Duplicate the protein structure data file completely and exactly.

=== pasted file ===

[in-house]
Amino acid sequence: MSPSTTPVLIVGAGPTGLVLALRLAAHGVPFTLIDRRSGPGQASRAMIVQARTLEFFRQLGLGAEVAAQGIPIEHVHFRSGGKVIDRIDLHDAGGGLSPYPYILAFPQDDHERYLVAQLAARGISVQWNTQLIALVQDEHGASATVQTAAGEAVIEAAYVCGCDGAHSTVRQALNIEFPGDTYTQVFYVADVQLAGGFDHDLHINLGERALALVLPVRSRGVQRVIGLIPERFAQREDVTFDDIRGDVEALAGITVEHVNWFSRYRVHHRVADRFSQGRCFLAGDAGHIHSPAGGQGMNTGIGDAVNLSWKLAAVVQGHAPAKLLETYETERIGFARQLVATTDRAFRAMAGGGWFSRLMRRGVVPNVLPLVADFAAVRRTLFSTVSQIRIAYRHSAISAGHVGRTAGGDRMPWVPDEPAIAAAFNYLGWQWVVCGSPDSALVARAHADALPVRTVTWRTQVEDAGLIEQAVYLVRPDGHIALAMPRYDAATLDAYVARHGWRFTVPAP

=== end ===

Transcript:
[in-house]
Amino acid sequence: MSPSTTPVLIVGAGPTGLVLALRLAAHGVPFTLIDRRSGPGQASRAMIVQARTLEFFRQLGLGAEVAAQGIPIEHVHFRSGGKVIDRIDLHDAGGGLSPYPYILAFPQDDHERYLVAQLAARGISVQWNTQLIALVQDEHGASATVQTAAGEAVIEAAYVCGCDGAHSTVRQALNIEFPGDTYTQVFYVADVQLAGGFDHDLHINLGERALALVLPVRSRGVQRVIGLIPERFAQREDVTFDDIRGDVEALAGITVEHVNWFSRYRVHHRVADRFSQGRCFLAGDAGHIHSPAGGQGMNTGIGDAVNLSWKLAAVVQGHAPAKLLETYETERIGFARQLVATTDRAFRAMAGGGWFSRLMRRGVVPNVLPLVADFAAVRRTLFSTVSQIRIAYRHSAISAGHVGRTAGGDRMPWVPDEPAIAAAFNYLGWQWVVCGSPDSALVARAHADALPVRTVTWRTQVEDAGLIEQAVYLVRPDGHIALAMPRYDAATLDAYVARHGWRFTVPAP